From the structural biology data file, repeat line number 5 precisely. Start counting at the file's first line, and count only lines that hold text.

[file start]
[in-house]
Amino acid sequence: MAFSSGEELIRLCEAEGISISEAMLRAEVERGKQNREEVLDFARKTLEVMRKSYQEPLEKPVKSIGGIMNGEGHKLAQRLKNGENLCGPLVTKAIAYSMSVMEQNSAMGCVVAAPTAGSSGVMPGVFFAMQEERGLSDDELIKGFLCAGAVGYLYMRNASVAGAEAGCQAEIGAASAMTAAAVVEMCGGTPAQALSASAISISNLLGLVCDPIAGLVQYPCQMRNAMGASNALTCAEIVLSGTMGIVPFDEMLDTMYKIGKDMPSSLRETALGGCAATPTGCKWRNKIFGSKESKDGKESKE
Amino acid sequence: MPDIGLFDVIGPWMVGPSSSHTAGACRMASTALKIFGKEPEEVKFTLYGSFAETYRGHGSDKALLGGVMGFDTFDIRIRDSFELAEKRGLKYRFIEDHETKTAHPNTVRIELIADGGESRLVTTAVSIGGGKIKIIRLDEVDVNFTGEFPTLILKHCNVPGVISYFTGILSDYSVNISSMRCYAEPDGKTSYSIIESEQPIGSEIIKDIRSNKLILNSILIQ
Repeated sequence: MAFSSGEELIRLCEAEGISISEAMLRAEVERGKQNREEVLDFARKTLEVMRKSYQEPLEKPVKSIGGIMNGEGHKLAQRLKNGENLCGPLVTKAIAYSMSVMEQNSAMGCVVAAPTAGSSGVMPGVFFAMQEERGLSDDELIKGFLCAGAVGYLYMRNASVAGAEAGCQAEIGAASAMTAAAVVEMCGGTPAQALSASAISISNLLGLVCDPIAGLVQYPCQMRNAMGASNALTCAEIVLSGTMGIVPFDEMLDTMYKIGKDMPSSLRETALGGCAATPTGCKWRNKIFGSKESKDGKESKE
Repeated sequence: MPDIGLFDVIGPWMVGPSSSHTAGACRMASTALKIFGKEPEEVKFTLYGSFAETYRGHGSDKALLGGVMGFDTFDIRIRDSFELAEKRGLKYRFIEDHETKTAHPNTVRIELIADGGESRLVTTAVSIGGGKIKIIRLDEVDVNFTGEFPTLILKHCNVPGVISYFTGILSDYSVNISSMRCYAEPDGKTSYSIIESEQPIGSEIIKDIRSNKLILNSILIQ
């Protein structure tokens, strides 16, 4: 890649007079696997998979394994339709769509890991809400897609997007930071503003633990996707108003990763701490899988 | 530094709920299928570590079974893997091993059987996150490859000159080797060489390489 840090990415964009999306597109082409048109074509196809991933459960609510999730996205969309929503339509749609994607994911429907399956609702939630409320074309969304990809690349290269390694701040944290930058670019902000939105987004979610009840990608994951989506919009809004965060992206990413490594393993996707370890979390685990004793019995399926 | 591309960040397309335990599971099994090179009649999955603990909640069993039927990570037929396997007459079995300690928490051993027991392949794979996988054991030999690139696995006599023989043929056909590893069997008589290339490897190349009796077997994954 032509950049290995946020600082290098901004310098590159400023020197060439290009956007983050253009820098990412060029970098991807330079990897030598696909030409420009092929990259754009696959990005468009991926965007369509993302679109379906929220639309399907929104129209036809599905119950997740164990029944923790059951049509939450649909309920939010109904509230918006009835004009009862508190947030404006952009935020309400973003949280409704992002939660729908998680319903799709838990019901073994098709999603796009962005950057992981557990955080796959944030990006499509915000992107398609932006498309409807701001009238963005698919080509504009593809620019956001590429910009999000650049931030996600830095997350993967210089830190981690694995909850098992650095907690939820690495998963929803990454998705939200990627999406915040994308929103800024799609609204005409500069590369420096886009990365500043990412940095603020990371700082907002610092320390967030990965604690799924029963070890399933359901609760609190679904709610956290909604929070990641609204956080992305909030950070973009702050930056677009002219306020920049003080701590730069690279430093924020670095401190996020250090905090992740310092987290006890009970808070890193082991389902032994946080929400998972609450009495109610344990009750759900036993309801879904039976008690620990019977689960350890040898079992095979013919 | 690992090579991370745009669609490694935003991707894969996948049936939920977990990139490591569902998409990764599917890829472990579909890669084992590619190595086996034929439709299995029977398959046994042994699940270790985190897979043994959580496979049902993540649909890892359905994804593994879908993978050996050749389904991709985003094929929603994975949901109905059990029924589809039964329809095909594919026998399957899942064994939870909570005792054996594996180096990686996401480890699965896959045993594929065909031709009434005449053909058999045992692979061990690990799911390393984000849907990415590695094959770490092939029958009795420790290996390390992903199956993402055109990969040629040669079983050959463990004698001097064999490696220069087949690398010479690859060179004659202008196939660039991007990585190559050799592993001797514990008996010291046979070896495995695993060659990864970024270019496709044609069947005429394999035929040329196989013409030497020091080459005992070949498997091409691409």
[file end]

Repeated sequence: MPDIGLFDVIGPWMVGPSSSHTAGACRMASTALKIFGKEPEEVKFTLYGSFAETYRGHGSDKALLGGVMGFDTFDIRIRDSFELAEKRGLKYRFIEDHETKTAHPNTVRIELIADGGESRLVTTAVSIGGGKIKIIRLDEVDVNFTGEFPTLILKHCNVPGVISYFTGILSDYSVNISSMRCYAEPDGKTSYSIIESEQPIGSEIIKDIRSNKLILNSILIQ